Below is a flow chart of the manufacturing process of the parts. After selecting the raw materials, cutting the material to the required size and shape will be completed. Finally, various tests and operations will then be performed on the material depending on the requirements.
The above assembly can be analysed using finite element analysis to identify regions where the most stress and deflection is occurring.
FEM is a powerful tool that helps to understand the model and its accuracy before it can be used in production.
You can do this with software such as Abaqus, ANSYS or other available on the market.
For further analysis, you can import geometry from Autodesk.
In the current study, two materials were considered.
An alternative material was E-glass/Epoxy as well as conventional steel.
In the current work, weight reduction can be achieved by using Eglass/Epoxy.
Table 1 and table 2 display the mechanical properties and compositions for conventional steel (EN47 Steel).
E-glass/Epoxy mechanical property are shown in table 3.
Table 1 Steel (EN47), mechanical characteristics
Young’s modulus e
Table 2 Chemical composition (EN47)
Table 3 Epoxy/E-glass material properties
9 E8 Pascal
It is evident from the table above that the density of E-glass material compared to conventional steel material is significantly lower.
The same geometry will be used to compare two materials. E-glass transmission assemblies weigh less than those made from conventional steel.
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H.A. Ai-Qureshi, 2001, Automobile Leaf Spring from Compound Materials, Journal of Materials Processing Technology. 118(1-3), 56-61.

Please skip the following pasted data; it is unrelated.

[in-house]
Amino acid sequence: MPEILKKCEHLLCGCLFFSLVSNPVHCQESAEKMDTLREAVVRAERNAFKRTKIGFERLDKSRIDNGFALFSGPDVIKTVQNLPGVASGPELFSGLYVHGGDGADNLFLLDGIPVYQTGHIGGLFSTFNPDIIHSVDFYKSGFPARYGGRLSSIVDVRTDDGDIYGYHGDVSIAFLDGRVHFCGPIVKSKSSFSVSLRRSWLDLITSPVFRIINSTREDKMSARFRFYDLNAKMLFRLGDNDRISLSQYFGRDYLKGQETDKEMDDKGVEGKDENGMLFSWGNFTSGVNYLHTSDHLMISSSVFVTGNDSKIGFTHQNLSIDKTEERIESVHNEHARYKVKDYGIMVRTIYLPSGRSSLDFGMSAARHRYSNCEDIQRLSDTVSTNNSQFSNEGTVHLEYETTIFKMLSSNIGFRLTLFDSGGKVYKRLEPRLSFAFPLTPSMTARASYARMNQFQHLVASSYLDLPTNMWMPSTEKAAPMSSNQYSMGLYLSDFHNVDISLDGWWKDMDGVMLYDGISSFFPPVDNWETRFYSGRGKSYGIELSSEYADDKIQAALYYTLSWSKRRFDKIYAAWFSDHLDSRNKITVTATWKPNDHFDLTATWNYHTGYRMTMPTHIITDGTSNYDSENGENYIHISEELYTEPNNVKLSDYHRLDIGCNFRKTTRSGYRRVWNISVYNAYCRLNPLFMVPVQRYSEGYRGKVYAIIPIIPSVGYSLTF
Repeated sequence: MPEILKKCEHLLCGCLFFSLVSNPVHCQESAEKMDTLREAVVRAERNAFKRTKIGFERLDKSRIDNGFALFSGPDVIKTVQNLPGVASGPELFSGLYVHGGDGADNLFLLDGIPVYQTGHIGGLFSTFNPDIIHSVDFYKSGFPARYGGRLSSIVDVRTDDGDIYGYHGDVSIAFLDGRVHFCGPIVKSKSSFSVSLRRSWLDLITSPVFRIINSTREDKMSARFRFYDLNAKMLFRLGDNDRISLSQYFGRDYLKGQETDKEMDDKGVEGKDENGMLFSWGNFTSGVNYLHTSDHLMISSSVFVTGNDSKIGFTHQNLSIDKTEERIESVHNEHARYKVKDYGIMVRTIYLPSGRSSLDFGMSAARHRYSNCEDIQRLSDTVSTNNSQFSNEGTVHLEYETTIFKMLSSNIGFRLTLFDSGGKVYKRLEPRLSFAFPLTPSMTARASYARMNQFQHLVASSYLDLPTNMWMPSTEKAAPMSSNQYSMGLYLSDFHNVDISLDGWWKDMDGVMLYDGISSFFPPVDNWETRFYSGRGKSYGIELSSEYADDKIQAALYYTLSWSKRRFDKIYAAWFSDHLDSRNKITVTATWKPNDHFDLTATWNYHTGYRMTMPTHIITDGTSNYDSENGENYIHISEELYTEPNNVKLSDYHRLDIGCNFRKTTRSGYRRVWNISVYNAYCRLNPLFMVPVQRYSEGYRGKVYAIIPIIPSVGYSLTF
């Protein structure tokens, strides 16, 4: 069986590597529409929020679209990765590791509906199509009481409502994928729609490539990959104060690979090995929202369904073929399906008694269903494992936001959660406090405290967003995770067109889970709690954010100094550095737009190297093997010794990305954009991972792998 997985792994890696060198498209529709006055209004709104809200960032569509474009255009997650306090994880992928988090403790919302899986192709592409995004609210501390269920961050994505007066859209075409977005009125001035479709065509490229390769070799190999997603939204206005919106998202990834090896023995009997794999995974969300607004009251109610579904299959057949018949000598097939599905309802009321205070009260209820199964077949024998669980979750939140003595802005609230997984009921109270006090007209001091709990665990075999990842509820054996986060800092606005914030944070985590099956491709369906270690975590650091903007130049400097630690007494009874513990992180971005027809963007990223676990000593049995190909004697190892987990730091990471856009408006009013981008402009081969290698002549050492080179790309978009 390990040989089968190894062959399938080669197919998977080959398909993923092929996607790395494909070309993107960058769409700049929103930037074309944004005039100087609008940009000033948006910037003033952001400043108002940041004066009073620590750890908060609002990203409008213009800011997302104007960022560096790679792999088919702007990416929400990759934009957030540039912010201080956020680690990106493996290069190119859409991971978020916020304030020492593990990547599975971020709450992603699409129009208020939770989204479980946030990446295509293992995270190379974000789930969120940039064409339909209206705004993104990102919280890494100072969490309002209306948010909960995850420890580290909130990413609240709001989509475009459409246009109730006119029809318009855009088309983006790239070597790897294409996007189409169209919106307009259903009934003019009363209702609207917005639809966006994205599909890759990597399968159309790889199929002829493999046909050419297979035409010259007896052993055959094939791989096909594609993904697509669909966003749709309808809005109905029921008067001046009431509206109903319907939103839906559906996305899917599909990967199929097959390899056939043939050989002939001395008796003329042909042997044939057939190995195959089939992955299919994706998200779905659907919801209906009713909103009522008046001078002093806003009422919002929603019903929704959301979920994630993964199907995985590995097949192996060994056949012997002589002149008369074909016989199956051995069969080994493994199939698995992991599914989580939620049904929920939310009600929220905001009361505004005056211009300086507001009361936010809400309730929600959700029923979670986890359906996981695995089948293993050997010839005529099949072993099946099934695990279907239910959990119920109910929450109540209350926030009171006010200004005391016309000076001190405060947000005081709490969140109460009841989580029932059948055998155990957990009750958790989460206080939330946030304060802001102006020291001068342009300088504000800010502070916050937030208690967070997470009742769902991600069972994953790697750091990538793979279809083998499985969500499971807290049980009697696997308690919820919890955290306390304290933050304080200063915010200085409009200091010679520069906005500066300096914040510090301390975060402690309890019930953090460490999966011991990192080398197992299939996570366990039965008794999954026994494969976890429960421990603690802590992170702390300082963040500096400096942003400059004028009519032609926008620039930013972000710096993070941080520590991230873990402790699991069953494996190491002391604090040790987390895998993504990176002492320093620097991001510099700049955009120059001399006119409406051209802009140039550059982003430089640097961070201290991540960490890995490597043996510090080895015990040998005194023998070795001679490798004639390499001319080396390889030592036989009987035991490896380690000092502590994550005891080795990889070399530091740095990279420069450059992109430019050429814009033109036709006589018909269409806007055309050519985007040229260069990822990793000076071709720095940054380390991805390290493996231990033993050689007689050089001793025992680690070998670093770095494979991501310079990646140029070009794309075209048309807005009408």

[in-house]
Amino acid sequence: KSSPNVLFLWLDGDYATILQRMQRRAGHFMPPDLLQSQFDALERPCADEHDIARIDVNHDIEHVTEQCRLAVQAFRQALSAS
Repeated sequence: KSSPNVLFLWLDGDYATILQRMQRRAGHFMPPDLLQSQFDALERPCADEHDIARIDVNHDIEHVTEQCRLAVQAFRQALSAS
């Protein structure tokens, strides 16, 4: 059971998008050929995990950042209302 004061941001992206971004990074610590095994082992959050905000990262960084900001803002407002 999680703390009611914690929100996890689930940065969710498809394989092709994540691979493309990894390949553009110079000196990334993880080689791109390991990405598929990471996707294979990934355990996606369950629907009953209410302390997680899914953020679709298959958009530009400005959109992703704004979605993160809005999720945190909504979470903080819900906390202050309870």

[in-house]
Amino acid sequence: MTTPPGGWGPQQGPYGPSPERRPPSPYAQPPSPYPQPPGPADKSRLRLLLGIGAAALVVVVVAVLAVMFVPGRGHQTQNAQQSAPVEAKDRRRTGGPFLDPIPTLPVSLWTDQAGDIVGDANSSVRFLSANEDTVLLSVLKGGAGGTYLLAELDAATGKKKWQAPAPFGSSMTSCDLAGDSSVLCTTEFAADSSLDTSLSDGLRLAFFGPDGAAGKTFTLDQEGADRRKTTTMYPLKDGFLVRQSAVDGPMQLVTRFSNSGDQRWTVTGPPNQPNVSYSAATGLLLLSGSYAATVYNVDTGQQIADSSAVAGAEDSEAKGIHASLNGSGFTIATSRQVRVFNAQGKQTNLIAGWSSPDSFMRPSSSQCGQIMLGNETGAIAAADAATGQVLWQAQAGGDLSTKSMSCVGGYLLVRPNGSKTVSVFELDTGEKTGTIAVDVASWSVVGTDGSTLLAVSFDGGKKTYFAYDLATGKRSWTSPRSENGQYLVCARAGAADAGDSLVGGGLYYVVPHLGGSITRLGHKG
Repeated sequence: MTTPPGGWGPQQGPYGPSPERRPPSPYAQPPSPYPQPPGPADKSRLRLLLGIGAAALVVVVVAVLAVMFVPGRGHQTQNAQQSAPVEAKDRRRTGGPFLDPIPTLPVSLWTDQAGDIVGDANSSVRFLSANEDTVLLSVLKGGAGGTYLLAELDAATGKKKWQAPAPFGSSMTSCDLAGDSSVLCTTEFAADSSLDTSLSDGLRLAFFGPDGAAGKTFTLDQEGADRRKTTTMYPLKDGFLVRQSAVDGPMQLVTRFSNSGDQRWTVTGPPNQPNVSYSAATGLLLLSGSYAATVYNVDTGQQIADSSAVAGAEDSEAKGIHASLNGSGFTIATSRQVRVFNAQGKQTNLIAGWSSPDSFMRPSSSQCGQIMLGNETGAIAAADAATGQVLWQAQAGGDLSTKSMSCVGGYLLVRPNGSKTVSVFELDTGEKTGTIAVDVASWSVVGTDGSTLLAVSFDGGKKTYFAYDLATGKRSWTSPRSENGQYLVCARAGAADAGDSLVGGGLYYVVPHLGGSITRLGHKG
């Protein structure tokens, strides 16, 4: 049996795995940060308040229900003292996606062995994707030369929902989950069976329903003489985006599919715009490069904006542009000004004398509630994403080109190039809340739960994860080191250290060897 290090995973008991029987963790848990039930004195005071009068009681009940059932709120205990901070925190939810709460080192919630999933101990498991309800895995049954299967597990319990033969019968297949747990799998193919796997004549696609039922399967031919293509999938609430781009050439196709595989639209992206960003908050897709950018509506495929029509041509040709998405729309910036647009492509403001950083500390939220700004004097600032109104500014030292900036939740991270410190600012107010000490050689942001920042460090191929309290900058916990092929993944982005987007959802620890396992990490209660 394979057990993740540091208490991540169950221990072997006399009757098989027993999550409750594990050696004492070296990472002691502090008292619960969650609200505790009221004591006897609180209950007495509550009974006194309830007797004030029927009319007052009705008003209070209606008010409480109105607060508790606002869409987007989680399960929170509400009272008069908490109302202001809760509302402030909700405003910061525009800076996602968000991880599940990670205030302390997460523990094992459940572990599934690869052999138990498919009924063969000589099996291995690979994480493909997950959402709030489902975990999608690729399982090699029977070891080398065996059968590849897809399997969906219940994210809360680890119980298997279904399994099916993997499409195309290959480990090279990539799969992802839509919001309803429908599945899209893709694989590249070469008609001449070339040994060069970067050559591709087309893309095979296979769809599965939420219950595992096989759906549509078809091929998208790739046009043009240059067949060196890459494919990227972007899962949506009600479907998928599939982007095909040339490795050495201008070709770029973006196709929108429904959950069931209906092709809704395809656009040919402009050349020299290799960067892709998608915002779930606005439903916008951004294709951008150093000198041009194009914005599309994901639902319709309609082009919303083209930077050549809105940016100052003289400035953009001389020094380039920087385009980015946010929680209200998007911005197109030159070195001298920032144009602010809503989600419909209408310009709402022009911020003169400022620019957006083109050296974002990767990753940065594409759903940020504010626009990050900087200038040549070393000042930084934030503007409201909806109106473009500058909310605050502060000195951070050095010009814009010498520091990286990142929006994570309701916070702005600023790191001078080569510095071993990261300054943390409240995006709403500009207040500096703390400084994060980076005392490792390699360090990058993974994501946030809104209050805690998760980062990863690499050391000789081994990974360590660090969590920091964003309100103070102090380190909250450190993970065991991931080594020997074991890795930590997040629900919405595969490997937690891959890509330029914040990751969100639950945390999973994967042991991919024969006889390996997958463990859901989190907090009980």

Amrute, A. V. and Karlus, E. N. and Rathore, R. K. (2013). Design and Assessment of Multi Leaf Spring. International Journal of Research in Aeronautical and Mechanical Engineering.
Durus M. and Kirkayak L. Ceyhan M.
Kozan K., (2015), Fatigue-Life Prediction of Z Type Leaf Spring and a new approach to verification method. Procedia Engineering 101: 143-150.
Kalwaghe R. N. & Sontakke K. R. (2014), Design and Analysis of Composite Spring by using FEA and ANSYS. International Journal of Scientific Engineering and Research. 3(5), 74–77.
Rao E. V., Kumar A. T. N. V. & Krishna G. S. V. (2015), Design and Material Optimization of Heavy Vehicle Leave Spring, International Journal of Research in Mechanical Engineering & Technology 4, 80-88.
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(2012), Dewangan R., Yadav M., and Yadav N., Study of Parabolic Leaf Springs by Finite Element Method Method & Design of Experiments. International Journal of Modern Engineering Research, 2(4): 1920-1922.
A. Pateriya and M. Khan (2015). Structural and thermal analyses of spring-loaded safety valves using FEM. International Journal of Mechanical Engineering Robotics Research 4(1), 430-434.
Pozhilarasu F. & Pillai T. P. (2013), Performance analysis of steel and composite leaf springs and fabrication of composite leaves springs, International Journal of Engineering Research Science & Technology 2(3), 102-109.
Sivaram B. V. (2012), Comparison of Dynamic, Static and Shock Analysis for Two and Five Layered Composite Leaf Springs, Journal of Engineering Research and Applications 2(5), 692-697.
Saini P., Goel, and Kumar D., (2013), Design and Analysis of Composite Leaf Spring for Light Vehicles, International Journal of Innovative Research in Science, Engineering and Technology, 2(5), 1-10.
Shokrieh M. M. & Rezaei D. (2003). Optimization and analysis of a composite leafspring, Composite Structures, 60. 317-325.
Zhang Y., Zou ZX., Yuan CC-H & Wang DJ, (2014), Analysis of Performance of Leaf Spring Rotary Engine. Energy Procedia 61, 984-989.